December 15 2013 08:19PM
When the NHL first announced that the Toronto Maple Leafs would face the Detroit Red Wings in the (then 2013) Winter Classic, I was incredibly excited. Not because it was an outdoor game, not because I in any way liked the idea of the Leafs having to play more games than usual against the Red Wings, and not even because it'll be the highest attended NHL game ever. Okay, that last bit is pretty cool. But no, my main excitement came from the two teams being on HBO 24/7, giving an uncensored, behind the scenes look at the two respective teams.
It may be a little early to write off all four episodes, but so far, I'm not a fan of what I'm seeing. With that said, here's a full rundown:
First and foremost, the Detroit Red Wings are boring. Yes, Daniel Alfredsson left Ottawa and came here. He has a wife and kids. They like hockey too, I'm so surprised. Mike Babcock walks into his dressing room and talks like a straight forward professional, fun. Their younger players go out to dinner and decide it's the right time give each other scouting reports on veteran teammate Pavel Datsyuk. Yawn. But hey, they've decided to add a quirky thing to the locker room, where a teammate plays random compliments with the starting lineup!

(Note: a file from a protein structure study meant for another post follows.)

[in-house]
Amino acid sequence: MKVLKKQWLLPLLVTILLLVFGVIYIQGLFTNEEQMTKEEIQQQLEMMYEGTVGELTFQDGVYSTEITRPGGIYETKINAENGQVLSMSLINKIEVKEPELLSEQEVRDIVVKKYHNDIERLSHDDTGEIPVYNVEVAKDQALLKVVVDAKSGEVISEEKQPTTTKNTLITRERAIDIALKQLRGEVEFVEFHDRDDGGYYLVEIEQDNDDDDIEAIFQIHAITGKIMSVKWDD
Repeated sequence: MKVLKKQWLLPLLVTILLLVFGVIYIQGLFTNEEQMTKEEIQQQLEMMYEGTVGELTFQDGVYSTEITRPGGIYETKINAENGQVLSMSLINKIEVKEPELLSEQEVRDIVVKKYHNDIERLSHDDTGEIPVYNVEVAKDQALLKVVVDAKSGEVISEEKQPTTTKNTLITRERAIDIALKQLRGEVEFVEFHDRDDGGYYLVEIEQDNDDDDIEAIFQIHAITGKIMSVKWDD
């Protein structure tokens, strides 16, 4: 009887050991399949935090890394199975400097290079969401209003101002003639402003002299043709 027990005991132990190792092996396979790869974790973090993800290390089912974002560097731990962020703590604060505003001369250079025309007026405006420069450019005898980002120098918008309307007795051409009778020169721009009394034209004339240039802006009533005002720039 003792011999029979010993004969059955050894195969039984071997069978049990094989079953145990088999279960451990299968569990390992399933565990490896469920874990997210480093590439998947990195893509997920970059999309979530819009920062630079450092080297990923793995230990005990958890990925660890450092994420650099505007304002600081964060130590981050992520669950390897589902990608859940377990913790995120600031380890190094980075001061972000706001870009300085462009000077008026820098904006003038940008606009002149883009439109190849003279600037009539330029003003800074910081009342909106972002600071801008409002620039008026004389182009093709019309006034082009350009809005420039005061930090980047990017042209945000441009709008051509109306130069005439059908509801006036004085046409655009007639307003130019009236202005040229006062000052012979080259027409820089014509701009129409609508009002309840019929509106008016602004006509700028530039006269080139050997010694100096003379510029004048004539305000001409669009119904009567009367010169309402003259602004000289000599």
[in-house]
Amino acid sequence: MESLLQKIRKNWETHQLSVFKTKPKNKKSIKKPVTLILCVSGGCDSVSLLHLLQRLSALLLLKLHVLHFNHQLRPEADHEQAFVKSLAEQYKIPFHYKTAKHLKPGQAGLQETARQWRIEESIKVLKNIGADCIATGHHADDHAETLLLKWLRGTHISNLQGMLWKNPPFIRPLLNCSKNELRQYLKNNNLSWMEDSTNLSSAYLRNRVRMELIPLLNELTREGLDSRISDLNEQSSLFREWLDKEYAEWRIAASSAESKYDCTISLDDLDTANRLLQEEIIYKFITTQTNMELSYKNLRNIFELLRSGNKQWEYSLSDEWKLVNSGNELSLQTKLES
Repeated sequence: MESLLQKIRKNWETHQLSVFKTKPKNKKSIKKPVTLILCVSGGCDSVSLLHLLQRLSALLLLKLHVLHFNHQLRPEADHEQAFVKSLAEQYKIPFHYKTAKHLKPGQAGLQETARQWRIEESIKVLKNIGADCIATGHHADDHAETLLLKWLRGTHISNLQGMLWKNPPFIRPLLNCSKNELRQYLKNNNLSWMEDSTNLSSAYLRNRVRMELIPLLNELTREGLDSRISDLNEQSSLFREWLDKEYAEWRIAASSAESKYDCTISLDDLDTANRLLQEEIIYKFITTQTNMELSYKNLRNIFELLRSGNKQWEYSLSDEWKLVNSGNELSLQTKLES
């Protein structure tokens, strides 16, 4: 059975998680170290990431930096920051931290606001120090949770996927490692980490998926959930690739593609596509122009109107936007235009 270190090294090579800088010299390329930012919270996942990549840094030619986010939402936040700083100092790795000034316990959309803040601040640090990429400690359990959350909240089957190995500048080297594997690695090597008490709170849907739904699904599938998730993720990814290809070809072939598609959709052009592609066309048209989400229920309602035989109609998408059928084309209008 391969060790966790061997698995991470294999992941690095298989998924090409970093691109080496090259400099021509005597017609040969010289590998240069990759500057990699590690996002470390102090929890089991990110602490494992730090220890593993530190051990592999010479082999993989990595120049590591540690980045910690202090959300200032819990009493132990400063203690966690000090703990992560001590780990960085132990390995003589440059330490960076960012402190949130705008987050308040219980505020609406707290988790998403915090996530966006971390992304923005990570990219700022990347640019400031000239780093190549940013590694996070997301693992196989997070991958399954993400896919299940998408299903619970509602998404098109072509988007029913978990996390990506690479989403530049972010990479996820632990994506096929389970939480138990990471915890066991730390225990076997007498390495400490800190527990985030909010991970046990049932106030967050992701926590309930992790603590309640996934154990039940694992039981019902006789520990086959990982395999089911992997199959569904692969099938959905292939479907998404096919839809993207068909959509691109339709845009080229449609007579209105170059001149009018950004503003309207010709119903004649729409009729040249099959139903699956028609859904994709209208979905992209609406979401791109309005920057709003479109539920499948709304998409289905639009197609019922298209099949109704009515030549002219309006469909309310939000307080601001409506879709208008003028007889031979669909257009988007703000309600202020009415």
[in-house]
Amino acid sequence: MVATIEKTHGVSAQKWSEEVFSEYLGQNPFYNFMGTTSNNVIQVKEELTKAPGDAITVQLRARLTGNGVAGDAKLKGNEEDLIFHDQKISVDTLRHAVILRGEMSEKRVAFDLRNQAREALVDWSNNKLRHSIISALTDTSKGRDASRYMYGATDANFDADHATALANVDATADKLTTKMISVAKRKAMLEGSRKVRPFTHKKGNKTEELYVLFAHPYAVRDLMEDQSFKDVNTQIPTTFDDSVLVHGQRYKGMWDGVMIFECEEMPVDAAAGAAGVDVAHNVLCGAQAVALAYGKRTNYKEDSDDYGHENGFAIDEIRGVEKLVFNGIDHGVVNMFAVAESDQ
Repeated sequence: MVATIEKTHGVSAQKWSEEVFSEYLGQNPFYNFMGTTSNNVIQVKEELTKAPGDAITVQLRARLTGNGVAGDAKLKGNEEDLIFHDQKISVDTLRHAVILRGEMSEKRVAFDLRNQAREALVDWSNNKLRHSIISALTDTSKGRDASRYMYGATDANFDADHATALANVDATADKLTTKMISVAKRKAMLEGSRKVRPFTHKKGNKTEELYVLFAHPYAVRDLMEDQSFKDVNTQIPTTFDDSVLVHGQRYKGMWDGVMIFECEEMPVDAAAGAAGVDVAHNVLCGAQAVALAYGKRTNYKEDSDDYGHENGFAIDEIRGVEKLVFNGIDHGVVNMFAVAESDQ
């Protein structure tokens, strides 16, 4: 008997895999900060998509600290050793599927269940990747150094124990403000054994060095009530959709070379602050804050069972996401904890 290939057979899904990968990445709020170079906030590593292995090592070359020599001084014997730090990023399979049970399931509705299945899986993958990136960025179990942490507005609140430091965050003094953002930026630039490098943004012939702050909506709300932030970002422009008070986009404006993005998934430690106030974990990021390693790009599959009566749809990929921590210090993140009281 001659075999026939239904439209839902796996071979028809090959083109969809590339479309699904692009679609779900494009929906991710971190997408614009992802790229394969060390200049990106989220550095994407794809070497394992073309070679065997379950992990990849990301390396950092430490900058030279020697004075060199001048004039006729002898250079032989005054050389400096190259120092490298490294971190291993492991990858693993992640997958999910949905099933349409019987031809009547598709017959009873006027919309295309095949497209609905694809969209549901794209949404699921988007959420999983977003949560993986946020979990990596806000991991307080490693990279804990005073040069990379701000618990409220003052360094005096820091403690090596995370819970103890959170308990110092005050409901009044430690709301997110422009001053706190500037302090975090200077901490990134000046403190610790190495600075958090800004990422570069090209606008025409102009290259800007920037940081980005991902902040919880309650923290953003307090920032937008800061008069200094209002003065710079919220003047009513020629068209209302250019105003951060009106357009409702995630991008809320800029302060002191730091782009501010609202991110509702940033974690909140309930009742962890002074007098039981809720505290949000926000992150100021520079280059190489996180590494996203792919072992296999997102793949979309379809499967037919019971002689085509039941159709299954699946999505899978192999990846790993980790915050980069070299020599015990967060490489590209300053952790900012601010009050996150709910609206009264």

This isn't even a "it's the other team, who cares" bias. The Wings are just bland. I suppose that's what makes them so good; a group of focused guys who live structured lives and play structured hockey, wanting to follow in the face of tradition because they know the results. But if this hour was any indication, it makes for terrible television. The Detroit Red Wings are literally the quiet unassuming kid in the back of the class room who gets straight A's, goes home, studies, sleeps, and repeats. They are the vanilla ice cream of hockey teams, enjoyable, popular, but stupendously safe. If I spend any more time trying to make analogies, it would require spending more time attempting to be interesting than the Detroit Red Wings did in this episode.
Finally, we get to the Leafs. Introduction included, the first two or three minutes of Leafs-related talk is basically a reminder of the Leafs' cup drought, and the Game 7 collapse against Boston. I mean, they're educating non-fans who may be watching, and this week involved a game against the Bruins, but to the majority of people watching, they probably could have substituted a guy literally beating a dead horse in and saved some production costs.